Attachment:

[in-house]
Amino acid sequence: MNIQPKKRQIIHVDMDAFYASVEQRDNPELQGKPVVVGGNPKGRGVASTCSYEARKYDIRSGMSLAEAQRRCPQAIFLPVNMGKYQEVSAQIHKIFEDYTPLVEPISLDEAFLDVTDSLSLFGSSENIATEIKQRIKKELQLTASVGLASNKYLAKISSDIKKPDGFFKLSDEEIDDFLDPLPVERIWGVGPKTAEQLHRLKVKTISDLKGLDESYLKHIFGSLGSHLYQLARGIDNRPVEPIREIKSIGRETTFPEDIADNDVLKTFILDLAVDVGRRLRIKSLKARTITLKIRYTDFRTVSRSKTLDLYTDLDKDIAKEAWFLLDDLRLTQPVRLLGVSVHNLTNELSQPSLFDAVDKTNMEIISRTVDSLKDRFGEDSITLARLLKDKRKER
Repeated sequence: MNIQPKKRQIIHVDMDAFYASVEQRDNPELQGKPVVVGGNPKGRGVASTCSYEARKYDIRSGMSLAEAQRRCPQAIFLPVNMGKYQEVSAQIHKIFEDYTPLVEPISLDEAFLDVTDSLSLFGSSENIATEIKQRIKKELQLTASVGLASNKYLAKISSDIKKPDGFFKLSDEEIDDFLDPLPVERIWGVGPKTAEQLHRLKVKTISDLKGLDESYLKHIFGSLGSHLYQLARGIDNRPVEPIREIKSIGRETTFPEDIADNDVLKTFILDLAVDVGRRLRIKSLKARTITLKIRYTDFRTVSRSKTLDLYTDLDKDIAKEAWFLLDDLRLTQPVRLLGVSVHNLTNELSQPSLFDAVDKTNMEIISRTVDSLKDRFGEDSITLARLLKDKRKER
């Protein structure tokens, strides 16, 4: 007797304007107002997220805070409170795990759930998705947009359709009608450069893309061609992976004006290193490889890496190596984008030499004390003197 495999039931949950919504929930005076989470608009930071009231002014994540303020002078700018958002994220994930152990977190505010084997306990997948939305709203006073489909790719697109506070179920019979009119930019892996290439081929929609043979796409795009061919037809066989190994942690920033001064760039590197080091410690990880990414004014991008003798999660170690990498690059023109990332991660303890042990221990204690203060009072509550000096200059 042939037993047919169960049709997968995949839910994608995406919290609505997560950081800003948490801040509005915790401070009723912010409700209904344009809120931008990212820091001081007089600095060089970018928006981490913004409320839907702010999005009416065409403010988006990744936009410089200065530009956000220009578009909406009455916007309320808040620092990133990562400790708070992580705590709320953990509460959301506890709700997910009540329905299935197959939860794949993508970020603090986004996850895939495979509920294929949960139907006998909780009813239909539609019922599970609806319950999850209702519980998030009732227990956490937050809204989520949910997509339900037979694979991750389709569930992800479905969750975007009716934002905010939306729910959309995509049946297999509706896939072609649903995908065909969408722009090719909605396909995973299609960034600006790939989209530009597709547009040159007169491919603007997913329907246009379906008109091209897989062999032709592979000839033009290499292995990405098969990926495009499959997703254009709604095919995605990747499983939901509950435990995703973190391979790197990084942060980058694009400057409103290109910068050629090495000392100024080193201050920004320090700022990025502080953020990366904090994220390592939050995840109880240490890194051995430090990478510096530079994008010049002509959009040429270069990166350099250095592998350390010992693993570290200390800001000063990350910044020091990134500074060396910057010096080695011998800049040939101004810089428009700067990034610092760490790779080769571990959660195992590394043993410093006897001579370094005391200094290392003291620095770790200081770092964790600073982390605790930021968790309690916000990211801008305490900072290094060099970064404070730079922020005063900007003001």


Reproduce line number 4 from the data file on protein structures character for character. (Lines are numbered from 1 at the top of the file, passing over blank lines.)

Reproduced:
């Protein structure tokens, strides 16, 4: 007797304007107002997220805070409170795990759930998705947009359709009608450069893309061609992976004006290193490889890496190596984008030499004390003197 495999039931949950919504929930005076989470608009930071009231002014994540303020002078700018958002994220994930152990977190505010084997306990997948939305709203006073489909790719697109506070179920019979009119930019892996290439081929929609043979796409795009061919037809066989190994942690920033001064760039590197080091410690990880990414004014991008003798999660170690990498690059023109990332991660303890042990221990204690203060009072509550000096200059 042939037993047919169960049709997968995949839910994608995406919290609505997560950081800003948490801040509005915790401070009723912010409700209904344009809120931008990212820091001081007089600095060089970018928006981490913004409320839907702010999005009416065409403010988006990744936009410089200065530009956000220009578009909406009455916007309320808040620092990133990562400790708070992580705590709320953990509460959301506890709700997910009540329905299935197959939860794949993508970020603090986004996850895939495979509920294929949960139907006998909780009813239909539609019922599970609806319950999850209702519980998030009732227990956490937050809204989520949910997509339900037979694979991750389709569930992800479905969750975007009716934002905010939306729910959309995509049946297999509706896939072609649903995908065909969408722009090719909605396909995973299609960034600006790939989209530009597709547009040159007169491919603007997913329907246009379906008109091209897989062999032709592979000839033009290499292995990405098969990926495009499959997703254009709604095919995605990747499983939901509950435990995703973190391979790197990084942060980058694009400057409103290109910068050629090495000392100024080193201050920004320090700022990025502080953020990366904090994220390592939050995840109880240490890194051995430090990478510096530079994008010049002509959009040429270069990166350099250095592998350390010992693993570290200390800001000063990350910044020091990134500074060396910057010096080695011998800049040939101004810089428009700067990034610092760490790779080769571990959660195992590394043993410093006897001579370094005391200094290392003291620095770790200081770092964790600073982390605790930021968790309690916000990211801008305490900072290094060099970064404070730079922020005063900007003001």